The New Mexico Department of Cultural Affairs preserves, fosters, and interprets New Mexico’s diverse cultural heritage and expression for present and future generations, enhancing the quality of life and economic well-being of the state.
Find hours, admission prices, directions, and other visiting information for New Mexico's eight state-run museums and seven historic sites.
Arts and culture are big business in New Mexico. A recent study, commissioned by DCA, reveals an annual economic impact of $5.6 billion.
This short film about arts and culture in New Mexico was created collaboratively with the National Endowment for the Arts in celebration of its 50th Anniversary.
The publishing arm of the Department of Cultural Affairs produces high-quality, culturally significant books that showcase the Department's collections and exhibitions.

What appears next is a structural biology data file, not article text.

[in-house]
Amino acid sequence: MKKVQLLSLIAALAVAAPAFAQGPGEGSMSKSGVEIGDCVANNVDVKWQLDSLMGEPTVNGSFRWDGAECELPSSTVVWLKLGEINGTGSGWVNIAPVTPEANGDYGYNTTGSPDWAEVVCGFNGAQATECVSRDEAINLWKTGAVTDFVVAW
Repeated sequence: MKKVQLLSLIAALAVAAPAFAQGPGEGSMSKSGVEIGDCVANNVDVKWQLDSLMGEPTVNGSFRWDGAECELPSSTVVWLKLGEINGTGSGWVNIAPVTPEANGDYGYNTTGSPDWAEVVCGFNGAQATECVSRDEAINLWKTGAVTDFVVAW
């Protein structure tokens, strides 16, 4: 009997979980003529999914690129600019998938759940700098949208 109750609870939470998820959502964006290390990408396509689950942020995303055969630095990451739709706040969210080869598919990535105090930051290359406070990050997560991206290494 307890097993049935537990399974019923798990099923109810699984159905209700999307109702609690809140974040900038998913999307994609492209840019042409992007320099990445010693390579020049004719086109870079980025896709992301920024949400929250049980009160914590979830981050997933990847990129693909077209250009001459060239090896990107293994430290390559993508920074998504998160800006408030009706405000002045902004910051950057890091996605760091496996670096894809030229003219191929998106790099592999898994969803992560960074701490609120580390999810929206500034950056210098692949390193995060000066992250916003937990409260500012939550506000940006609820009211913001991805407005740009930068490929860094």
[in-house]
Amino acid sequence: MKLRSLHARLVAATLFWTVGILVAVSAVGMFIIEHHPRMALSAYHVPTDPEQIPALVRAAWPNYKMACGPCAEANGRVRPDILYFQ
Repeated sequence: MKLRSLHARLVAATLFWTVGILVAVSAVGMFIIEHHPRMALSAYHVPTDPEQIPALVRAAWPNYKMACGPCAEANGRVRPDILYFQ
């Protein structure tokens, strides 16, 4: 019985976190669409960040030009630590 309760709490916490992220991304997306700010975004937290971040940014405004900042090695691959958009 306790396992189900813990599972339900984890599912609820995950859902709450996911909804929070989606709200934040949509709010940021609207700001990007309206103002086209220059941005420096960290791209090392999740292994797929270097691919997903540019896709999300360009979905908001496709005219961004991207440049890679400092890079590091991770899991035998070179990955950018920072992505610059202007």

Upcoming Public Meetings
- 9/13/2016 New Mexico Music Commission
- 9/16/2016 New Mexico Museum of Natural History & Science Board of Trustees
- 10/13/2016 Board of Directors of the National Hispanic Cultural Center
- 10/14/2016 Cultural Properties Review Committee (CPRC)
- 10/14/2016 Board of Directors of the New Mexico Museum of Space History
Latest Press Releases
New Mexico CulturePass
Your ticket to 15 exceptional Museums and Historic Sites. From Indian treasures to space exploration, world-class folk art to awesome dinosaurs—our museums and monuments celebrate the essence of New Mexico every day.
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Featured DCA Exhibitions
Alcoves 16/17 is a series of seven rotations over the course of a year which will include thirty-five artists in total from across New Mexico. Each rotation will include five artists who will show for seven weeks,
A visitor favorite, Multiple Visions: A Common Bond, features some of the more than 100,000 objects gifted to the museum by Alexander Girard.
The Naturalist Center is a hands-on educational exhibition where visitors of all ages can learn about the natural world of New Mexico.
For the first time, a major institution tells the story of how Spain’s Jewry found a tenuous foothold in North America. Despite continued persecution, its people persisted—sometimes as upright Catholic conversos, sometimes as self-identifying “crypto-Jews.”